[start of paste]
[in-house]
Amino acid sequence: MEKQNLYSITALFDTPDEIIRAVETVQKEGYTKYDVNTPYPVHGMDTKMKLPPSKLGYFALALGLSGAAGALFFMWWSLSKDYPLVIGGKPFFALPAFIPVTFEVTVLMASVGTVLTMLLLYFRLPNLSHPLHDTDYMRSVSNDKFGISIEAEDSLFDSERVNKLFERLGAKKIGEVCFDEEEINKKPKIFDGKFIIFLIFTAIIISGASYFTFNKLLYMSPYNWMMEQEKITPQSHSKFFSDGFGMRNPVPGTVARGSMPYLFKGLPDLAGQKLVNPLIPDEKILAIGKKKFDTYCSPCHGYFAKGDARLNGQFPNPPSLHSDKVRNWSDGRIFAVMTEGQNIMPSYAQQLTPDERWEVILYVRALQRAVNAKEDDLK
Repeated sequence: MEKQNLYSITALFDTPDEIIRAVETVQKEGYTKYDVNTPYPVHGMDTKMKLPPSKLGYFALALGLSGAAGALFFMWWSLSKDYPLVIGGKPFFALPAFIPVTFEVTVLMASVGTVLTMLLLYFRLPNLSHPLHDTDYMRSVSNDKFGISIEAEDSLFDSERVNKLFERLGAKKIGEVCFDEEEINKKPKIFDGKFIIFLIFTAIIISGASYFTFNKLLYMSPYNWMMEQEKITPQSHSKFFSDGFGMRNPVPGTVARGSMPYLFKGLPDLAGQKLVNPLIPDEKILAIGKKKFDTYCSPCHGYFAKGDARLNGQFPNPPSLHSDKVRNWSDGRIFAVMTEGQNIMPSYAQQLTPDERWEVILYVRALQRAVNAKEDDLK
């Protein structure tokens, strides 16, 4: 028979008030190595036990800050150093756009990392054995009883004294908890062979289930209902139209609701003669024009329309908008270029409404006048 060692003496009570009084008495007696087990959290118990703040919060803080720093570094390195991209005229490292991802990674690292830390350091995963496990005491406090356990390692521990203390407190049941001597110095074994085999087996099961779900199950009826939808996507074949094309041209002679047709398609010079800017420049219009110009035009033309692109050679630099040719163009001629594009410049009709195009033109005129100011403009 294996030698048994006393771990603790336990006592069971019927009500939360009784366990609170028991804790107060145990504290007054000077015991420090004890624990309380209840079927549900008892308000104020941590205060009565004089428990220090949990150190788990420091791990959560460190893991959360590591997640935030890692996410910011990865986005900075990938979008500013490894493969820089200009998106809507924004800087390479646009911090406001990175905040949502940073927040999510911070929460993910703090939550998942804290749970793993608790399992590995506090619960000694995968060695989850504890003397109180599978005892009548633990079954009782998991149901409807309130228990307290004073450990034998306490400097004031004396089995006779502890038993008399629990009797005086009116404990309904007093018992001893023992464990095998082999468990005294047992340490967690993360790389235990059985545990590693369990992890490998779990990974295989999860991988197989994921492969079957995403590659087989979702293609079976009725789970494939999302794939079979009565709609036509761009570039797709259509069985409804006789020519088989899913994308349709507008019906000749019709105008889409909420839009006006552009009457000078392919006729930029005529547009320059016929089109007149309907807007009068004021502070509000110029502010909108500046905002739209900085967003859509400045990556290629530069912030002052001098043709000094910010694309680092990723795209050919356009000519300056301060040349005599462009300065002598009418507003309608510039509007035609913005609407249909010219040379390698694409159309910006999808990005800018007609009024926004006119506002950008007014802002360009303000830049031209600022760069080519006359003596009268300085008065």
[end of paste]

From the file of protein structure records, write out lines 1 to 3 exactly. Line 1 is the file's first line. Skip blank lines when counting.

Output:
[in-house]
Amino acid sequence: MEKQNLYSITALFDTPDEIIRAVETVQKEGYTKYDVNTPYPVHGMDTKMKLPPSKLGYFALALGLSGAAGALFFMWWSLSKDYPLVIGGKPFFALPAFIPVTFEVTVLMASVGTVLTMLLLYFRLPNLSHPLHDTDYMRSVSNDKFGISIEAEDSLFDSERVNKLFERLGAKKIGEVCFDEEEINKKPKIFDGKFIIFLIFTAIIISGASYFTFNKLLYMSPYNWMMEQEKITPQSHSKFFSDGFGMRNPVPGTVARGSMPYLFKGLPDLAGQKLVNPLIPDEKILAIGKKKFDTYCSPCHGYFAKGDARLNGQFPNPPSLHSDKVRNWSDGRIFAVMTEGQNIMPSYAQQLTPDERWEVILYVRALQRAVNAKEDDLK
Repeated sequence: MEKQNLYSITALFDTPDEIIRAVETVQKEGYTKYDVNTPYPVHGMDTKMKLPPSKLGYFALALGLSGAAGALFFMWWSLSKDYPLVIGGKPFFALPAFIPVTFEVTVLMASVGTVLTMLLLYFRLPNLSHPLHDTDYMRSVSNDKFGISIEAEDSLFDSERVNKLFERLGAKKIGEVCFDEEEINKKPKIFDGKFIIFLIFTAIIISGASYFTFNKLLYMSPYNWMMEQEKITPQSHSKFFSDGFGMRNPVPGTVARGSMPYLFKGLPDLAGQKLVNPLIPDEKILAIGKKKFDTYCSPCHGYFAKGDARLNGQFPNPPSLHSDKVRNWSDGRIFAVMTEGQNIMPSYAQQLTPDERWEVILYVRALQRAVNAKEDDLK